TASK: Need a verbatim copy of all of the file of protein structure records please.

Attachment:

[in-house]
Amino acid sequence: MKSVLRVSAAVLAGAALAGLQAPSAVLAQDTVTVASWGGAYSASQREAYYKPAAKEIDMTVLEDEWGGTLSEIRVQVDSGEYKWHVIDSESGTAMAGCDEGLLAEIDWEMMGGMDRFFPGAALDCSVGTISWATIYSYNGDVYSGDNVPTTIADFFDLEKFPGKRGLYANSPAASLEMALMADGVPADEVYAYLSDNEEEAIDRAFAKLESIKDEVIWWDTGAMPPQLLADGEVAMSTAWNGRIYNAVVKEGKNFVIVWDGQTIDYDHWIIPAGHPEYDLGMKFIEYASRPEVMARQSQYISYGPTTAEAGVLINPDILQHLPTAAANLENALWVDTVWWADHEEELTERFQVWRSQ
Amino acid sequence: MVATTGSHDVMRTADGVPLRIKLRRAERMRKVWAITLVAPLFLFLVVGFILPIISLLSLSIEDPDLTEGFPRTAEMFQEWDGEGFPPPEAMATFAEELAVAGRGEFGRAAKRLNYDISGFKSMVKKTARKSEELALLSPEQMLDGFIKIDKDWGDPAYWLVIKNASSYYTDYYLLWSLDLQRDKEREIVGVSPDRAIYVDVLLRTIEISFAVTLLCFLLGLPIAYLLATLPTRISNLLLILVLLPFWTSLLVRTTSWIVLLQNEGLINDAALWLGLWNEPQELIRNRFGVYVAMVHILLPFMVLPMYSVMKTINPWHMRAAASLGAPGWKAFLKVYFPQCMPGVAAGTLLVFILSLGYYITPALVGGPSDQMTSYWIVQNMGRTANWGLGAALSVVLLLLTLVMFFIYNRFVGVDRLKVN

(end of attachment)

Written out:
[in-house]
Amino acid sequence: MKSVLRVSAAVLAGAALAGLQAPSAVLAQDTVTVASWGGAYSASQREAYYKPAAKEIDMTVLEDEWGGTLSEIRVQVDSGEYKWHVIDSESGTAMAGCDEGLLAEIDWEMMGGMDRFFPGAALDCSVGTISWATIYSYNGDVYSGDNVPTTIADFFDLEKFPGKRGLYANSPAASLEMALMADGVPADEVYAYLSDNEEEAIDRAFAKLESIKDEVIWWDTGAMPPQLLADGEVAMSTAWNGRIYNAVVKEGKNFVIVWDGQTIDYDHWIIPAGHPEYDLGMKFIEYASRPEVMARQSQYISYGPTTAEAGVLINPDILQHLPTAAANLENALWVDTVWWADHEEELTERFQVWRSQ
Amino acid sequence: MVATTGSHDVMRTADGVPLRIKLRRAERMRKVWAITLVAPLFLFLVVGFILPIISLLSLSIEDPDLTEGFPRTAEMFQEWDGEGFPPPEAMATFAEELAVAGRGEFGRAAKRLNYDISGFKSMVKKTARKSEELALLSPEQMLDGFIKIDKDWGDPAYWLVIKNASSYYTDYYLLWSLDLQRDKEREIVGVSPDRAIYVDVLLRTIEISFAVTLLCFLLGLPIAYLLATLPTRISNLLLILVLLPFWTSLLVRTTSWIVLLQNEGLINDAALWLGLWNEPQELIRNRFGVYVAMVHILLPFMVLPMYSVMKTINPWHMRAAASLGAPGWKAFLKVYFPQCMPGVAAGTLLVFILSLGYYITPALVGGPSDQMTSYWIVQNMGRTANWGLGAALSVVLLLLTLVMFFIYNRFVGVDRLKVN